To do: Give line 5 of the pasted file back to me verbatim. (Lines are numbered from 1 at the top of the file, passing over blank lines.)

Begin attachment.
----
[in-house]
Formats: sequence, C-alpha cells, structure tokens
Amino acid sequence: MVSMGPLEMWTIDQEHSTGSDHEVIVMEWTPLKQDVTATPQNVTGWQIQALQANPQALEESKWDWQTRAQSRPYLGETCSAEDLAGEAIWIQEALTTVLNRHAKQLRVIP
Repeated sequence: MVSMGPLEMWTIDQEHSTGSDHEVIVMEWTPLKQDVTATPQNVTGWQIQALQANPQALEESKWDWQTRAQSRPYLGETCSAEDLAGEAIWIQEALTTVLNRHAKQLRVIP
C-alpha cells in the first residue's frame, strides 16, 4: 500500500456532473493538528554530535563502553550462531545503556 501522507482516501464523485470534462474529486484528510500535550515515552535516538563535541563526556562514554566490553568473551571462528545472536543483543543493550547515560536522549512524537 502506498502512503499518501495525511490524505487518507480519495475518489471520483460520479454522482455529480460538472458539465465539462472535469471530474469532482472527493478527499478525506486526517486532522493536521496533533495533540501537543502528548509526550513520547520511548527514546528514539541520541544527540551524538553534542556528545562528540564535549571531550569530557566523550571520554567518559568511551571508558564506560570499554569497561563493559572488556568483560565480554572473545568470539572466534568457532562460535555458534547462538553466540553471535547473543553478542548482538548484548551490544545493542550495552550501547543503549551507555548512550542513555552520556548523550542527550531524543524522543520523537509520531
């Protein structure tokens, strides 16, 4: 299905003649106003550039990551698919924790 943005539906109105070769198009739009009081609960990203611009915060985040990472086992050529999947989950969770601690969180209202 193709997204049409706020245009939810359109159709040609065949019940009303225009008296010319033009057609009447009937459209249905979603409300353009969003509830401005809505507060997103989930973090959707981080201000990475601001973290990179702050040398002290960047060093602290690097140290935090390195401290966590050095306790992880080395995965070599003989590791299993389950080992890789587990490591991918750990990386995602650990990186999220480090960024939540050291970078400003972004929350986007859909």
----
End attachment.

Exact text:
C-alpha cells in the first residue's frame, strides 16, 4: 500500500456532473493538528554530535563502553550462531545503556 501522507482516501464523485470534462474529486484528510500535550515515552535516538563535541563526556562514554566490553568473551571462528545472536543483543543493550547515560536522549512524537 502506498502512503499518501495525511490524505487518507480519495475518489471520483460520479454522482455529480460538472458539465465539462472535469471530474469532482472527493478527499478525506486526517486532522493536521496533533495533540501537543502528548509526550513520547520511548527514546528514539541520541544527540551524538553534542556528545562528540564535549571531550569530557566523550571520554567518559568511551571508558564506560570499554569497561563493559572488556568483560565480554572473545568470539572466534568457532562460535555458534547462538553466540553471535547473543553478542548482538548484548551490544545493542550495552550501547543503549551507555548512550542513555552520556548523550542527550531524543524522543520523537509520531